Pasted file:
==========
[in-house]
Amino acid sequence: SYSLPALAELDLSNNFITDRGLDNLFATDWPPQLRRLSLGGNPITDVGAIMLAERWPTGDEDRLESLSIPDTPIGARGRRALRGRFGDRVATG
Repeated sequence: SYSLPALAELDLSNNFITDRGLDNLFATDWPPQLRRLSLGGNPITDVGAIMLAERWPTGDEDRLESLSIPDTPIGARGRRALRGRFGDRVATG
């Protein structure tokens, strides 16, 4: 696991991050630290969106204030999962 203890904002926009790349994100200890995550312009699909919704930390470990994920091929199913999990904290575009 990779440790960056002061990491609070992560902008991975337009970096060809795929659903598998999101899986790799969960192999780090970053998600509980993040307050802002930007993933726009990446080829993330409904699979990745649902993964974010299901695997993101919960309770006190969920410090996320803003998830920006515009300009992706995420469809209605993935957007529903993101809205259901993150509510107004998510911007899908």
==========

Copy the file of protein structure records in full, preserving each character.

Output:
[in-house]
Amino acid sequence: SYSLPALAELDLSNNFITDRGLDNLFATDWPPQLRRLSLGGNPITDVGAIMLAERWPTGDEDRLESLSIPDTPIGARGRRALRGRFGDRVATG
Repeated sequence: SYSLPALAELDLSNNFITDRGLDNLFATDWPPQLRRLSLGGNPITDVGAIMLAERWPTGDEDRLESLSIPDTPIGARGRRALRGRFGDRVATG
């Protein structure tokens, strides 16, 4: 696991991050630290969106204030999962 203890904002926009790349994100200890995550312009699909919704930390470990994920091929199913999990904290575009 990779440790960056002061990491609070992560902008991975337009970096060809795929659903598998999101899986790799969960192999780090970053998600509980993040307050802002930007993933726009990446080829993330409904699979990745649902993964974010299901695997993101919960309770006190969920410090996320803003998830920006515009300009992706995420469809209605993935957007529903993101809205259901993150509510107004998510911007899908």